Friday, June 13, 2014

Pentecost: Old Rite, EF & OF

A correspondent and I were recently musing over the abolition of the vivacious, rich, and Paschal-like Roman vigil Mass of Pentecost in the "EF" rite, the 1962 liturgy. As one familiar with both the Pauline and the Pian/Johannine books will know, the 1970 books removed much ancient material and yet, in a twist of irony, re-inserted some other texts and rites that were cast aside under Pius XII. Pentecost exemplifies this queer phenomenon.

In 1951 Pius XII created the Easter Vigil as we know it today. He and his commission revised it the following year. Originally the Easter Vigil eliminated Vespers entirely in favor of a Communion verse. The renovators put psalm 116 back into the rite in 1952, but turned it into Lauds (????) and scrapped Compline, Mattins, and [real] Lauds. Also in 1952 celebration of the Pentecost vigil was automatically suppressed whenever the Easter Vigil had been celebrated, likely to avert Catholics from the fact that the sacred rites of Pentecost resembled most closely the sacred rites of Holy Saturday. Everyone would favor the shorter, easier Pian novelty, making the elimination of the old rite's unique ceremonies seamless.

Now the Pauline Missal allowed for an "extended" Pentecost vigil Mass with four Old Testament prophecies, something of a restoration in principle, although given the very different Ordo Missae one can hardly call it a complete restoration. Buyer's remorse?

Then there is the elimination of the octave in the Pauline rite, preserved in the 1962 rite. It was the second most important, and certainly the most beautiful, octave after that of Pascha. My correspondent did note the logic in axing the octave, that Pentecost is the 50th day and not the 51st, 52nd, 53rd etc. I would respond by noting that an octave is an extended celebration of one feast and that Pentecost, above any other feast, deserves an octave celebration. It is the Holy Spirit creating and re-creating for the first time since the creation of the world. The Resurrection happened on the eighth day of the week and Pentecost, as I said two posts ago, makes the Resurrection permanent in the world. The plunging of the Paschal fire into the Baptismal font means all who bath in the waters of regeneration are plunged into the Resurrection. We eventually agreed upon the matter.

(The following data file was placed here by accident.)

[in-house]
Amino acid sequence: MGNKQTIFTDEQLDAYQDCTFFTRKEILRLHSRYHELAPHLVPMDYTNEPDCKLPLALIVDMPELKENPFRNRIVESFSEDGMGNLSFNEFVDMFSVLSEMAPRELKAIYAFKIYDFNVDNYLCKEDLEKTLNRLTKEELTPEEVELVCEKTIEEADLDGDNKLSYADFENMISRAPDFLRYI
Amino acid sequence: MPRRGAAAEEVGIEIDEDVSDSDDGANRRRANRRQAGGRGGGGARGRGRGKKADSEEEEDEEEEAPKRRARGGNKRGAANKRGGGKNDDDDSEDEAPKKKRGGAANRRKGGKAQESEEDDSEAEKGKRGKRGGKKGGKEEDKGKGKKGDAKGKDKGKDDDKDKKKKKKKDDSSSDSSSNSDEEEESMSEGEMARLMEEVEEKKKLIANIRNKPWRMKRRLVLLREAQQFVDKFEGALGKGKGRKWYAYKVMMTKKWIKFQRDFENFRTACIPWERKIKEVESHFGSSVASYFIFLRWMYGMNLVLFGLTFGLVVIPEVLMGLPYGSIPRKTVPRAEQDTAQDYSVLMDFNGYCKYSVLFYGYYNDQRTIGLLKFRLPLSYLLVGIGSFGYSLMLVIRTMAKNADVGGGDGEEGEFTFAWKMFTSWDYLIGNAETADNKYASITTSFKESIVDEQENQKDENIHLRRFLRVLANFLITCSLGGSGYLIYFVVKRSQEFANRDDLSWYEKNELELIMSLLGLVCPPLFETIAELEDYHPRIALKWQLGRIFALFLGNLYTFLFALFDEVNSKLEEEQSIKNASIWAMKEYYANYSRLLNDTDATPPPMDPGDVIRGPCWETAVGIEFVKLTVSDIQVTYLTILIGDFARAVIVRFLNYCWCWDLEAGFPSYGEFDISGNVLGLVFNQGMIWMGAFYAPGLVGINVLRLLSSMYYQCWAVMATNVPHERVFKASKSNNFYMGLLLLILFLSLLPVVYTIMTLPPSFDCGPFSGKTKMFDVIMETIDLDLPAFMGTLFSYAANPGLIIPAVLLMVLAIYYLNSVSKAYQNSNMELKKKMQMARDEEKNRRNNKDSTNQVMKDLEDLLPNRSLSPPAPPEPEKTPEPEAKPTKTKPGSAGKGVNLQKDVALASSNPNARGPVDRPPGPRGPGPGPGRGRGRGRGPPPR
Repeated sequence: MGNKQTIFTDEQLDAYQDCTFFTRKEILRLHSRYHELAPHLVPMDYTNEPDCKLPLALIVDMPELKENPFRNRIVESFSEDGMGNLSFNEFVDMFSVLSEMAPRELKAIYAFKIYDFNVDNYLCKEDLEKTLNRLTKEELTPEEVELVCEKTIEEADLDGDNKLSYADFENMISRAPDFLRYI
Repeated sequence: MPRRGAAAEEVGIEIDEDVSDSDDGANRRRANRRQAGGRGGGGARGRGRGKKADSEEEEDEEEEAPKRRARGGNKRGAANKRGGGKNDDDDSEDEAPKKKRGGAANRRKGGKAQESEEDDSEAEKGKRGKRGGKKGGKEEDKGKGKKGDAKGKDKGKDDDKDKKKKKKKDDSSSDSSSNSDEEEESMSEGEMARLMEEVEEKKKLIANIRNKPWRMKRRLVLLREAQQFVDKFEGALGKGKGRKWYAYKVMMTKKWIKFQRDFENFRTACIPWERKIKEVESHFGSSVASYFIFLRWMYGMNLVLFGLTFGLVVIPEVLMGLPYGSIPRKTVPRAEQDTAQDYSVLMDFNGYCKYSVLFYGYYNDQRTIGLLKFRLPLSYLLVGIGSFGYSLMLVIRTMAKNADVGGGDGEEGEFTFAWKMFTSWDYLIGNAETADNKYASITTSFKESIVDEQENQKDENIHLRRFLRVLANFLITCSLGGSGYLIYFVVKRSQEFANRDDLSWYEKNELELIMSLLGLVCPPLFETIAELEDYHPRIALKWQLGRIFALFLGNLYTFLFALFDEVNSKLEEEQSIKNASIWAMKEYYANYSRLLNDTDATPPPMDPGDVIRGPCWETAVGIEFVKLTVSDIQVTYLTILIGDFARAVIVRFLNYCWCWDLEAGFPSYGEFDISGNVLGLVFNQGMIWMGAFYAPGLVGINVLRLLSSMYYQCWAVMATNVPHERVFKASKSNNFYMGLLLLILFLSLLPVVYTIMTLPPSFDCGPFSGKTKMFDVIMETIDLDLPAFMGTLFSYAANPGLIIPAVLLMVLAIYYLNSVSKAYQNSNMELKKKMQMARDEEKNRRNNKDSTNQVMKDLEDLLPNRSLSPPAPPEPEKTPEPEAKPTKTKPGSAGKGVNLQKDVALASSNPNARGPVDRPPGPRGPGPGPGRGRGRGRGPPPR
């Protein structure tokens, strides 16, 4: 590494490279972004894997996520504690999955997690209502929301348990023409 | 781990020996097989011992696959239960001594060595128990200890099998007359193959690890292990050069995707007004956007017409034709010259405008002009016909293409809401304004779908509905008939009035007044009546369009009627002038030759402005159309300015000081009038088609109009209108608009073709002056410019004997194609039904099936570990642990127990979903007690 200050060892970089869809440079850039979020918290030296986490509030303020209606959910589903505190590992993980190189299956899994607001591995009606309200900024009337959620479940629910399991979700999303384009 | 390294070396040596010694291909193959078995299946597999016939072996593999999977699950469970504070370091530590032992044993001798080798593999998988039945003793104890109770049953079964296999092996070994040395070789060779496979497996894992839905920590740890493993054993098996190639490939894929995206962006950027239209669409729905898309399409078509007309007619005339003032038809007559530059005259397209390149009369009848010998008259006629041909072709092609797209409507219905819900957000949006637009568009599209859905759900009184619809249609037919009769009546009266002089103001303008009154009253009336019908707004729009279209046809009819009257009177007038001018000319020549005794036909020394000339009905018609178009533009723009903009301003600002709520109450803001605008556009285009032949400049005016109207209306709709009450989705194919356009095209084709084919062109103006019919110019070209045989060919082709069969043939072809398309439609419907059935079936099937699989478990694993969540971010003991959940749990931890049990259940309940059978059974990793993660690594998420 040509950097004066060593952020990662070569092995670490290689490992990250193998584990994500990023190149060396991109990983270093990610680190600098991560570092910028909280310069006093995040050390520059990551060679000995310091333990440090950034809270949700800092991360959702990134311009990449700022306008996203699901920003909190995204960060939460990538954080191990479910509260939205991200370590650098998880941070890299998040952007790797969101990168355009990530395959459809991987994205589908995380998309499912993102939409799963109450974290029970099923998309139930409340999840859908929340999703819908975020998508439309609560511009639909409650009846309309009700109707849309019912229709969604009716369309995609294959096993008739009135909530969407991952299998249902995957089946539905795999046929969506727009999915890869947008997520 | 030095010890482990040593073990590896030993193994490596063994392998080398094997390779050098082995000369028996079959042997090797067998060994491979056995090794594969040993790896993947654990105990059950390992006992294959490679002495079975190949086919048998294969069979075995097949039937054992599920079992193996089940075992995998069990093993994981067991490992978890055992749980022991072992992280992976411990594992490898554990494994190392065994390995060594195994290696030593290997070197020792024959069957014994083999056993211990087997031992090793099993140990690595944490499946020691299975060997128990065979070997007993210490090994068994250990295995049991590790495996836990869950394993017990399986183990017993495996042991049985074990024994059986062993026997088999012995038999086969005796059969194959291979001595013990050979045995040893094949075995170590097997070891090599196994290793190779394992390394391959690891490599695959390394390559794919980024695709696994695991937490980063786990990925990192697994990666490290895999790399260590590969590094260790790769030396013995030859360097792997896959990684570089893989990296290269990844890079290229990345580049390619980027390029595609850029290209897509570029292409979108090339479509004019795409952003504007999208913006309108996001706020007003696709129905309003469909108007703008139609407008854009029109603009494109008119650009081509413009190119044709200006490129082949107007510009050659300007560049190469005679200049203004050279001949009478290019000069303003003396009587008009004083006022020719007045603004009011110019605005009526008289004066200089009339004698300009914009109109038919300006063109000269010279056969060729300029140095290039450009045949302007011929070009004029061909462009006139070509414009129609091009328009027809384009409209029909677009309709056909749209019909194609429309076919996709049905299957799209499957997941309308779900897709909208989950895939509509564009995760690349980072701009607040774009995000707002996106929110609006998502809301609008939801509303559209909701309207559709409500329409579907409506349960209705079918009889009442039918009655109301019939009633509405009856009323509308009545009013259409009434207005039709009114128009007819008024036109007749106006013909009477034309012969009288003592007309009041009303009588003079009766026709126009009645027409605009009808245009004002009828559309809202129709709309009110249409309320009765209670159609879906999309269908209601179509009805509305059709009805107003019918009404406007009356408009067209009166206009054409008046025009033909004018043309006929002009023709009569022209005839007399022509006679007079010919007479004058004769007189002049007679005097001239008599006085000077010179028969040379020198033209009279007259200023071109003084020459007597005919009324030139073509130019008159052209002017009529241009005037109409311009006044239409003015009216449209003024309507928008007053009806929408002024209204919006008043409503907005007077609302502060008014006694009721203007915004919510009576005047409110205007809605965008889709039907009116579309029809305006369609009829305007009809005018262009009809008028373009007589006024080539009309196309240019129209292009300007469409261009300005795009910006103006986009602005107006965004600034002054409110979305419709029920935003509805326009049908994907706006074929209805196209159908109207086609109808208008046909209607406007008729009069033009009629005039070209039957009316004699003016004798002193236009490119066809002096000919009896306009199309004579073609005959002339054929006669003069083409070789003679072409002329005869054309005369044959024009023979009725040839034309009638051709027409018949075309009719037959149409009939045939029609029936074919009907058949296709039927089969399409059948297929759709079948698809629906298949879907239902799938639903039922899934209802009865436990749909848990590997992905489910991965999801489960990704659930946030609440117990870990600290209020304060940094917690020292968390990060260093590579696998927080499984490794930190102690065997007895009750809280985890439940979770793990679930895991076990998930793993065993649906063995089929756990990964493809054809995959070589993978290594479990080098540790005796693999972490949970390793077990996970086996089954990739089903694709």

Why does it have to be one or the other? Why must we have either the old Ordo and octave with no vigil or the new Ordo with a vigil and no octave? Were I a parish priest, and I am certainly not, I would not have the slightest hesitation about observing the un-reformed vigil and the full octave!

1 comment:

  1. Well no one can say the net ain't edgy. I tried to preview what I had just written. It told me it was publishing but seems to have plumped for deletion. As we were saying. ...

    Both Easter and Whitsun are special seven day octaves. One wonders if they were eight in past millenniums. We know Trinity Sunday is a newer feast but both low Sunday and Pentecost 1 are departures from the seven festal days proceeding.

    I got to the Ember Friday mass with a friend after some travel. Standard shaped mass - by 1960 only? Travel on the Saturday proved impossible so I went to a Sat evening mass and opened my 1960 missal. I had forgotten the five lessons before the Gloria and epistle - the last of which repeated from Advent. I just managed to read the whole thing before the canon while all around was novus ordo.
    So the Saturday After the Pentecost vigil is a mass with readings like the vigil - with collects but alleluias instead of tracts. Seems to be the vigil that is echoed an octave later.
    I also wondered if the theme of this ember day - fasting - in a big way - was a western counterpart to the Byzantine rite kneeling prayers that function to signal to the faithful that the special privileges of Eastertide are now over.
    That's all I had but it is clear from just reading a (slightly more) traditional missal that a "vigil" consisting of more readings collects and sung verses added to the standard mass was a (fairly?) widespread practice.

    Also looking at the end of Pascaltide, actually mourning the loss of the Vidi aquam since Sunday. Everyone who hasn't heard it sung this year has my personal sympathy. Go on. Read it one mo' time...
    You are quite right, and as the Whitsunday Gospel signals but you put it rather well, Pentecost confirms Pascha permanently for all the baptised. That's comforting! Thank you.